Cab-hailing companies Uber and Lyft had previously announced that they would be withdrawing their services from Austin if the proposition for overturning a bill, requiring fingerprint-based background checks for their drivers, was not passed. They are to follow through on their announcement after 56 percent of Austin voters voted against Proposition 1.
The decision made by both Uber and Lyft to shut down their ride sharing services in Austin is a temporary one, only a form of a protest against a measure that requires the companies to select drivers after thorough criminal background checks via fingerprint scans, reports TechCrunch.
The companies stood firm on the fact that the tests they conduct before hiring drivers in the past have been more than sufficient, and that they should be able to continue that process. The new and improved form of background checks increase both costs as well as burden regarding the recruitment of drivers.
However, the decision to shut down their services does not come without huge losses. In an attempt to encourage people to vote for the notion of overturning the bill, Uber and Lyft had reportedly invested $8 million on campaigns and advertisements. On the other hand, the opposition – a political action committee – only had to spend a little under $100,000 to convince the public to cast their vote against Proposition 1.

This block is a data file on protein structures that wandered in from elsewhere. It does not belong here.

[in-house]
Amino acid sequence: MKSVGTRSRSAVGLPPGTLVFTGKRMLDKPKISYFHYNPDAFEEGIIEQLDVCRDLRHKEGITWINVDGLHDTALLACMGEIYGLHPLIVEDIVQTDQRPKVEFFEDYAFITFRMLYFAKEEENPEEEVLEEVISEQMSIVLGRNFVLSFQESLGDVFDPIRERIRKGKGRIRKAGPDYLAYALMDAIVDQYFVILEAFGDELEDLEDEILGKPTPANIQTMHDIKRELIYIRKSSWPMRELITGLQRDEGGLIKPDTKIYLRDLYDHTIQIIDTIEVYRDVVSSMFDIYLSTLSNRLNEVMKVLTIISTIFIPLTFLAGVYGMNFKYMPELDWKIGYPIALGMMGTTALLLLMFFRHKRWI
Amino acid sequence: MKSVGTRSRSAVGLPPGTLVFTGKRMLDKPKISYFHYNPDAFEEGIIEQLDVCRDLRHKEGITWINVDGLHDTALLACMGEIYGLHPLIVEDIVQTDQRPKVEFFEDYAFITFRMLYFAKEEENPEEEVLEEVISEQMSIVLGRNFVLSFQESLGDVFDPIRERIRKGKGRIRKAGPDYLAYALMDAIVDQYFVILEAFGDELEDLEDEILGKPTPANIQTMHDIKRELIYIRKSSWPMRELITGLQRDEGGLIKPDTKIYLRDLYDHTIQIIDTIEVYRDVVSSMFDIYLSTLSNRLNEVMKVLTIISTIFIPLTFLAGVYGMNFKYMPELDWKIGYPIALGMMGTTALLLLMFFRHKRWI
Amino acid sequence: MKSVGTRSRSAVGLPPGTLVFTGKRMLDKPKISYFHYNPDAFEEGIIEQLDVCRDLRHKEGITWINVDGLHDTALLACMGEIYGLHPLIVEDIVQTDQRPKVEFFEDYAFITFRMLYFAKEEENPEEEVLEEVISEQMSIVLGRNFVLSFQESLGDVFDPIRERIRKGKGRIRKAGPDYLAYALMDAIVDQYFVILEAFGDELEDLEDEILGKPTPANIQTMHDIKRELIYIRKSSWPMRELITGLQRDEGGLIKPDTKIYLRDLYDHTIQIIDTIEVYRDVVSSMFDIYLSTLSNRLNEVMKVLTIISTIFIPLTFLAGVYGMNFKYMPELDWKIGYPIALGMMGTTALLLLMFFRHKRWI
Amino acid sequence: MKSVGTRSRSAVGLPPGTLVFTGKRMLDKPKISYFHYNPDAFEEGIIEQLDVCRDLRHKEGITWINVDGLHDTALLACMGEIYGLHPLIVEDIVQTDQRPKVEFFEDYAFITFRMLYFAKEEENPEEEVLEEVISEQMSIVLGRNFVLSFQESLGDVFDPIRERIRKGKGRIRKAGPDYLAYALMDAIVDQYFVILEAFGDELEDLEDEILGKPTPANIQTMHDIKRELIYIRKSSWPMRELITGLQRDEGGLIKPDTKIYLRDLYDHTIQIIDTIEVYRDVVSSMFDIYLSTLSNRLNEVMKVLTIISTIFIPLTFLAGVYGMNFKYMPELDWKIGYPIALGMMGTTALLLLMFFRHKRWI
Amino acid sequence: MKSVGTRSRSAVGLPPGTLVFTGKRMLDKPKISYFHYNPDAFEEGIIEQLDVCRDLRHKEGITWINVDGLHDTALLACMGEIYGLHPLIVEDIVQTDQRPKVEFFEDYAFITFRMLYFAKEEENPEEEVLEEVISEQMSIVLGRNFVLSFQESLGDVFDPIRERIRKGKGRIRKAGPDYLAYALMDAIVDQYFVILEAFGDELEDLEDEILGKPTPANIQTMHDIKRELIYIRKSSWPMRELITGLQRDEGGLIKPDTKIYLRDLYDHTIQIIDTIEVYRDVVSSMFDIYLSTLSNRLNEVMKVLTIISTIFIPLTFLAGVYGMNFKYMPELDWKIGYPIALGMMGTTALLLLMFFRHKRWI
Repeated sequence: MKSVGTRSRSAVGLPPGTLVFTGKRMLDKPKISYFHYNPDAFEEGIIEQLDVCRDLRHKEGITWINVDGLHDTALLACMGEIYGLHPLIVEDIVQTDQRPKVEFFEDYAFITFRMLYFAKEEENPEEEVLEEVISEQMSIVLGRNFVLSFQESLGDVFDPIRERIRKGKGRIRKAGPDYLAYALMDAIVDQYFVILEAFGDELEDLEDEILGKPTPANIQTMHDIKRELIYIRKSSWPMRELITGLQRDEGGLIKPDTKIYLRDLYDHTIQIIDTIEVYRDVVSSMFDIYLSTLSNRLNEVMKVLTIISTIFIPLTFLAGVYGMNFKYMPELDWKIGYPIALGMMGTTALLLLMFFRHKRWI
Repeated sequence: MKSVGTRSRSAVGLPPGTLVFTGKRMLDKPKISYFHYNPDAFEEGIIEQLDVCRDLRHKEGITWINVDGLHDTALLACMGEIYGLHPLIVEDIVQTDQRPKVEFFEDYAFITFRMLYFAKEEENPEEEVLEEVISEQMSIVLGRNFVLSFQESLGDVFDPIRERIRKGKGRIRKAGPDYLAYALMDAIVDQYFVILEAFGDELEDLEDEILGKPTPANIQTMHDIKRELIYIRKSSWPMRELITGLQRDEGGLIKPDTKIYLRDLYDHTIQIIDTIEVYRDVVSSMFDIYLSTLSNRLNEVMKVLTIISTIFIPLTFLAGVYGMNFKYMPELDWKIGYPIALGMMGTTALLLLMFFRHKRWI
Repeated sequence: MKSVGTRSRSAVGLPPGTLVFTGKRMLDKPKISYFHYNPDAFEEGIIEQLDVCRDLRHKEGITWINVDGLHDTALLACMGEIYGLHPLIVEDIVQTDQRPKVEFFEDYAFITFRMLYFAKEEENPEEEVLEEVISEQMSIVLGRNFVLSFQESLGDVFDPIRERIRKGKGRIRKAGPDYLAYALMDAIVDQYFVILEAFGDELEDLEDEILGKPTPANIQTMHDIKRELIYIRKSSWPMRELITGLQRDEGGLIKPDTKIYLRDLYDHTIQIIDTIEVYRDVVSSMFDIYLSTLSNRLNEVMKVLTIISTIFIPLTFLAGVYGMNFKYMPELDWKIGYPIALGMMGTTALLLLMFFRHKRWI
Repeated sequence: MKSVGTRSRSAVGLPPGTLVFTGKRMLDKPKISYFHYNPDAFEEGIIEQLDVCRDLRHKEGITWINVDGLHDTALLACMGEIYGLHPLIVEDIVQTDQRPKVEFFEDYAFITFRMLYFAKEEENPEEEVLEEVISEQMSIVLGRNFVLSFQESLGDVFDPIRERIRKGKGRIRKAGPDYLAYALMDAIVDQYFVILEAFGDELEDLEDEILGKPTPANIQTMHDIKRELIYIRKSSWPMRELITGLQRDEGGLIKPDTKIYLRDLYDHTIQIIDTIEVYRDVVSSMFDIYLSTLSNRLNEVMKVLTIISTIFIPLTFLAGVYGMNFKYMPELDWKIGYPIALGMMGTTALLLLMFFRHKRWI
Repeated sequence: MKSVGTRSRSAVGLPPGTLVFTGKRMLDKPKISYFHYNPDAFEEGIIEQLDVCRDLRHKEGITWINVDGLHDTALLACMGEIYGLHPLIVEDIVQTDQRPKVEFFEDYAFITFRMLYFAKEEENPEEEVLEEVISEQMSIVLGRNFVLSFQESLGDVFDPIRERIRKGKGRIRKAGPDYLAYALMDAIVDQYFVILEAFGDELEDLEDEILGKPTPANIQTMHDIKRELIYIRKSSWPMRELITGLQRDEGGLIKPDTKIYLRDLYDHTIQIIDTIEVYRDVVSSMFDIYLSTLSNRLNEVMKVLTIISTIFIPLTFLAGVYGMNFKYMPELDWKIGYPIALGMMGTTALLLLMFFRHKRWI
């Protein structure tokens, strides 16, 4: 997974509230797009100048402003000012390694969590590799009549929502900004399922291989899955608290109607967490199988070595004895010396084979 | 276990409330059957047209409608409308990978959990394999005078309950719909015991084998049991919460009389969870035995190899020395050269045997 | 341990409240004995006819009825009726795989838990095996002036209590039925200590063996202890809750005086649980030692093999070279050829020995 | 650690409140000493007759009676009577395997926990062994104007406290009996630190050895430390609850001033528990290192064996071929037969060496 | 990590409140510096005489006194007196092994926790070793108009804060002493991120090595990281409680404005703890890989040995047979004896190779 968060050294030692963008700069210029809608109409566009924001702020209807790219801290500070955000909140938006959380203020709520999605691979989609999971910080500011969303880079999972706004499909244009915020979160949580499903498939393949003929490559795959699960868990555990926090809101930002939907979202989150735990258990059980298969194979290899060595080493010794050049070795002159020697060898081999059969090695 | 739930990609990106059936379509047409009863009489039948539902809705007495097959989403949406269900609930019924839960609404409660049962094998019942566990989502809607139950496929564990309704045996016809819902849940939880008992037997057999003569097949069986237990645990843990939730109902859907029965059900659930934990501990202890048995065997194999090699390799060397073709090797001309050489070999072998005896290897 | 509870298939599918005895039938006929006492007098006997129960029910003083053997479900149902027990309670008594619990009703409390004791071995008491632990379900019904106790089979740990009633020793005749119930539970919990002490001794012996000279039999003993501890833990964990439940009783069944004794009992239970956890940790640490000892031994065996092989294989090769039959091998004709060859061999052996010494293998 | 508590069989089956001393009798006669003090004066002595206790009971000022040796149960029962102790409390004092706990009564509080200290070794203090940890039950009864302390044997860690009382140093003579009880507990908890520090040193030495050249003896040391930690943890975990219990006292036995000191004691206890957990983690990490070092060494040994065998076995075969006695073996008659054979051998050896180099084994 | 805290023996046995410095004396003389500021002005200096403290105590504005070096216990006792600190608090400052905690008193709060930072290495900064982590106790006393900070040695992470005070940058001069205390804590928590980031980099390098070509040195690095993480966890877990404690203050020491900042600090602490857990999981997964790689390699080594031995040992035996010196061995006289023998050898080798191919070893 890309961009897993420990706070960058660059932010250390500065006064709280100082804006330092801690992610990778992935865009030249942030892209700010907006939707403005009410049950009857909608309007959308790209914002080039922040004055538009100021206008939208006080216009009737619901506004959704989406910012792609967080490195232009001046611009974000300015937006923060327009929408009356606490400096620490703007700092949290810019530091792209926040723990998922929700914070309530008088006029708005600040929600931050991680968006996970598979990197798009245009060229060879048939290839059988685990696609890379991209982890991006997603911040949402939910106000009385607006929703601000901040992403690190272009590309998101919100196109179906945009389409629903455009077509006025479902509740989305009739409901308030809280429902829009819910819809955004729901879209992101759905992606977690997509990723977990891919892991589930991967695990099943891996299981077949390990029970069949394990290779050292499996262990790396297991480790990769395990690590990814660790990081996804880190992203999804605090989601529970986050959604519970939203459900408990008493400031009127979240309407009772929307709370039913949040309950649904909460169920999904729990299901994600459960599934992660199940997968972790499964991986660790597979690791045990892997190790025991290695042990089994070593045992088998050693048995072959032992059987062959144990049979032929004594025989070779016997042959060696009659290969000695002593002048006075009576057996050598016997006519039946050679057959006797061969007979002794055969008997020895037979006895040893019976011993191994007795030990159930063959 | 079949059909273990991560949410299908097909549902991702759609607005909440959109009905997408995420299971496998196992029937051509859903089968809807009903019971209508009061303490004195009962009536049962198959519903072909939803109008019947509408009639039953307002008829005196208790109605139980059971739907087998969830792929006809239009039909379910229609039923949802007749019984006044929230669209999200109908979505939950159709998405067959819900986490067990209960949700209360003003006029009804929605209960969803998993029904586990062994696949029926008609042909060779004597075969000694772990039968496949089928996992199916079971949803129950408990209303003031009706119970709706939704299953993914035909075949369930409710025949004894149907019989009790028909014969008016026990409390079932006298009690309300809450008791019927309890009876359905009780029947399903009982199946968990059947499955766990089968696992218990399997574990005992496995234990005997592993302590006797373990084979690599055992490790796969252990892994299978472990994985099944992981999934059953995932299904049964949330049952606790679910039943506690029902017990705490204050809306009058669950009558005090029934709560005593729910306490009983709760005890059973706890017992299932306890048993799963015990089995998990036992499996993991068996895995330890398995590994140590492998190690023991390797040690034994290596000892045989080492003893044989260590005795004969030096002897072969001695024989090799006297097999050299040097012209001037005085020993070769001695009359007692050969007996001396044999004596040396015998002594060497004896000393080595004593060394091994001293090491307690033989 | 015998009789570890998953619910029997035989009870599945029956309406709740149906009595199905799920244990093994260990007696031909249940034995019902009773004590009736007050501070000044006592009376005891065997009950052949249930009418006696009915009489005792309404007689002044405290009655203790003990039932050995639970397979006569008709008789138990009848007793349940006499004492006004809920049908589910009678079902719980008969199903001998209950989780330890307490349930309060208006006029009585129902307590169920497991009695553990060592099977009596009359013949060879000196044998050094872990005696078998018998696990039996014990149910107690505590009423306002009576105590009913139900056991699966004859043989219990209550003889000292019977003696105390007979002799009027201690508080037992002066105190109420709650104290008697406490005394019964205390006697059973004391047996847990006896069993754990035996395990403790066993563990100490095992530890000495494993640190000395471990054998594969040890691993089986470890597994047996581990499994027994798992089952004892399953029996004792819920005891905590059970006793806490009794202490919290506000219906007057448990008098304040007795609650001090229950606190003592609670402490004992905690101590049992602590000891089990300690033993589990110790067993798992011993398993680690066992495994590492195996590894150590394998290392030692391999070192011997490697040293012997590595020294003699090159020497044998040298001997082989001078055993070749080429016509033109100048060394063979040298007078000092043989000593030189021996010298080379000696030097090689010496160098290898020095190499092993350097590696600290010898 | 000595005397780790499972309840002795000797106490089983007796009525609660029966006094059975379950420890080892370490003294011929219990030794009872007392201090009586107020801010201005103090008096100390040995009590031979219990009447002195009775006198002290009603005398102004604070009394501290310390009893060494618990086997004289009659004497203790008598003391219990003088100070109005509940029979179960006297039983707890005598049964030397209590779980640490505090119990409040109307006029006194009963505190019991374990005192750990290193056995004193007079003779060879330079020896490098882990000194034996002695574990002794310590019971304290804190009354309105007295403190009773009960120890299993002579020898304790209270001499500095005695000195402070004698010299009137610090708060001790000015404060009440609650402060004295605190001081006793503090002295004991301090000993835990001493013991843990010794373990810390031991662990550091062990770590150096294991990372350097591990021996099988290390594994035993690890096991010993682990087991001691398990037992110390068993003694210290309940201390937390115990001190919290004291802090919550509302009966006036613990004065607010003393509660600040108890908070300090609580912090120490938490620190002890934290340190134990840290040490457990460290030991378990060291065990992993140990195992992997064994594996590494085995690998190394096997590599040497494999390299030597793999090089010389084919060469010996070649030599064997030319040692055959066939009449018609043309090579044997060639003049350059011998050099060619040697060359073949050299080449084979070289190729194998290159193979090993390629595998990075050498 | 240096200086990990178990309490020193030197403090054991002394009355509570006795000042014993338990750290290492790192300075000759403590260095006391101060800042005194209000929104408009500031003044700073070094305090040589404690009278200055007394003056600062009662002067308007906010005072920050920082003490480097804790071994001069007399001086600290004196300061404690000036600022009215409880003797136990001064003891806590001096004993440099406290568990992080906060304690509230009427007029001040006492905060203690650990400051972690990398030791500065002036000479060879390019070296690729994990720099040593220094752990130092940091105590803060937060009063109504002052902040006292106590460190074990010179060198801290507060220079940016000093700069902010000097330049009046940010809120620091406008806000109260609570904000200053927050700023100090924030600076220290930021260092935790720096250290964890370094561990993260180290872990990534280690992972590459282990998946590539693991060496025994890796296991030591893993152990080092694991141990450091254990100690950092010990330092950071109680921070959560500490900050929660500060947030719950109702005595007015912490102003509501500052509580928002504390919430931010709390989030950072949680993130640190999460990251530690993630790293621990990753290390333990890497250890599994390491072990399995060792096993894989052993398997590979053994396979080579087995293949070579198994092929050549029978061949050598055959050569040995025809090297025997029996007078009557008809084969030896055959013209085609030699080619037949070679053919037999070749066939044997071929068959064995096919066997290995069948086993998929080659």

According to Engadget, Mayor Steve Adler tweeted after the results of the vote had been revealed:
The people have spoken clearly tonight. Uber & Lyft are welcome to stay & I invite them to the table regardless. (1/2)
— Mayor Adler (@MayorAdler) May 8, 2016
In spite of clear indication from the judge that the court might still be open to negotiations with Lyft and Uber, it seems like the companies are not interested in further discussion. After Uber expressed “disappointment” at the decision, and Lyft announced to take a “stand for a long-term path forward,” the companies have made up their minds to pull services from Austin starting May 9 until further development.
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